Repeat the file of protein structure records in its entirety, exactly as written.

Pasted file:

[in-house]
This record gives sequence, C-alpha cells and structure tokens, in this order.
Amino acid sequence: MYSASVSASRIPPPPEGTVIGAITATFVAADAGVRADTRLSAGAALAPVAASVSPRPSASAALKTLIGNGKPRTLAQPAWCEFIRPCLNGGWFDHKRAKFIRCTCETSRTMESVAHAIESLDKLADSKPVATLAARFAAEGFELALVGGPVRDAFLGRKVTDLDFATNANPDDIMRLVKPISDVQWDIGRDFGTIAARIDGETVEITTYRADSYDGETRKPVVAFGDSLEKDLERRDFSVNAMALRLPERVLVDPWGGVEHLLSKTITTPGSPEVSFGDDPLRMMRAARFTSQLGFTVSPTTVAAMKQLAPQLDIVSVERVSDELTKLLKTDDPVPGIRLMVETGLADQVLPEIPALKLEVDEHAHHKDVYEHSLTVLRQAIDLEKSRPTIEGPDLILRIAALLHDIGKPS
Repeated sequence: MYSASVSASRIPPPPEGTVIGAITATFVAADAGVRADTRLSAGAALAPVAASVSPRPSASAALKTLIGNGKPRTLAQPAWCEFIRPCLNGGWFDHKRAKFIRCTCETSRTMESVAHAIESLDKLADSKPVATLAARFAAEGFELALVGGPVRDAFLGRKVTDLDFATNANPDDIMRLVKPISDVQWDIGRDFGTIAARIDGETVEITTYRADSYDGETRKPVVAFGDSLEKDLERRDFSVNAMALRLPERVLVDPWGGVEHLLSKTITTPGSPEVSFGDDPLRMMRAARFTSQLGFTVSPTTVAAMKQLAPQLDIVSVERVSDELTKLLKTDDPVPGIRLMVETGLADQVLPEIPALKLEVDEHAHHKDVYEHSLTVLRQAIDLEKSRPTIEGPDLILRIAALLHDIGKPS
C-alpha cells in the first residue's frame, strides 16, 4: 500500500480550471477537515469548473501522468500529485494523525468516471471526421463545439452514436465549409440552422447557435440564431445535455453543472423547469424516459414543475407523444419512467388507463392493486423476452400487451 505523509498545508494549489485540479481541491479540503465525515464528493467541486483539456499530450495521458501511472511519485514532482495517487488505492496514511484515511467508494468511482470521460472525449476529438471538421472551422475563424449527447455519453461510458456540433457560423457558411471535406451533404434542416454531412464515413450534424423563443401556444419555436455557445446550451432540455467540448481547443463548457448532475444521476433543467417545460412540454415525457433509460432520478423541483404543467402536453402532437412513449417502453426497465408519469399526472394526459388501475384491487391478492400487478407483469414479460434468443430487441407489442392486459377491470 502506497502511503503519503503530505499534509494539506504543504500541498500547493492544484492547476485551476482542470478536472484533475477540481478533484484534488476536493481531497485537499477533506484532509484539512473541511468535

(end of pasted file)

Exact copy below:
[in-house]
This record gives sequence, C-alpha cells and structure tokens, in this order.
Amino acid sequence: MYSASVSASRIPPPPEGTVIGAITATFVAADAGVRADTRLSAGAALAPVAASVSPRPSASAALKTLIGNGKPRTLAQPAWCEFIRPCLNGGWFDHKRAKFIRCTCETSRTMESVAHAIESLDKLADSKPVATLAARFAAEGFELALVGGPVRDAFLGRKVTDLDFATNANPDDIMRLVKPISDVQWDIGRDFGTIAARIDGETVEITTYRADSYDGETRKPVVAFGDSLEKDLERRDFSVNAMALRLPERVLVDPWGGVEHLLSKTITTPGSPEVSFGDDPLRMMRAARFTSQLGFTVSPTTVAAMKQLAPQLDIVSVERVSDELTKLLKTDDPVPGIRLMVETGLADQVLPEIPALKLEVDEHAHHKDVYEHSLTVLRQAIDLEKSRPTIEGPDLILRIAALLHDIGKPS
Repeated sequence: MYSASVSASRIPPPPEGTVIGAITATFVAADAGVRADTRLSAGAALAPVAASVSPRPSASAALKTLIGNGKPRTLAQPAWCEFIRPCLNGGWFDHKRAKFIRCTCETSRTMESVAHAIESLDKLADSKPVATLAARFAAEGFELALVGGPVRDAFLGRKVTDLDFATNANPDDIMRLVKPISDVQWDIGRDFGTIAARIDGETVEITTYRADSYDGETRKPVVAFGDSLEKDLERRDFSVNAMALRLPERVLVDPWGGVEHLLSKTITTPGSPEVSFGDDPLRMMRAARFTSQLGFTVSPTTVAAMKQLAPQLDIVSVERVSDELTKLLKTDDPVPGIRLMVETGLADQVLPEIPALKLEVDEHAHHKDVYEHSLTVLRQAIDLEKSRPTIEGPDLILRIAALLHDIGKPS
C-alpha cells in the first residue's frame, strides 16, 4: 500500500480550471477537515469548473501522468500529485494523525468516471471526421463545439452514436465549409440552422447557435440564431445535455453543472423547469424516459414543475407523444419512467388507463392493486423476452400487451 505523509498545508494549489485540479481541491479540503465525515464528493467541486483539456499530450495521458501511472511519485514532482495517487488505492496514511484515511467508494468511482470521460472525449476529438471538421472551422475563424449527447455519453461510458456540433457560423457558411471535406451533404434542416454531412464515413450534424423563443401556444419555436455557445446550451432540455467540448481547443463548457448532475444521476433543467417545460412540454415525457433509460432520478423541483404543467402536453402532437412513449417502453426497465408519469399526472394526459388501475384491487391478492400487478407483469414479460434468443430487441407489442392486459377491470 502506497502511503503519503503530505499534509494539506504543504500541498500547493492544484492547476485551476482542470478536472484533475477540481478533484484534488476536493481531497485537499477533506484532509484539512473541511468535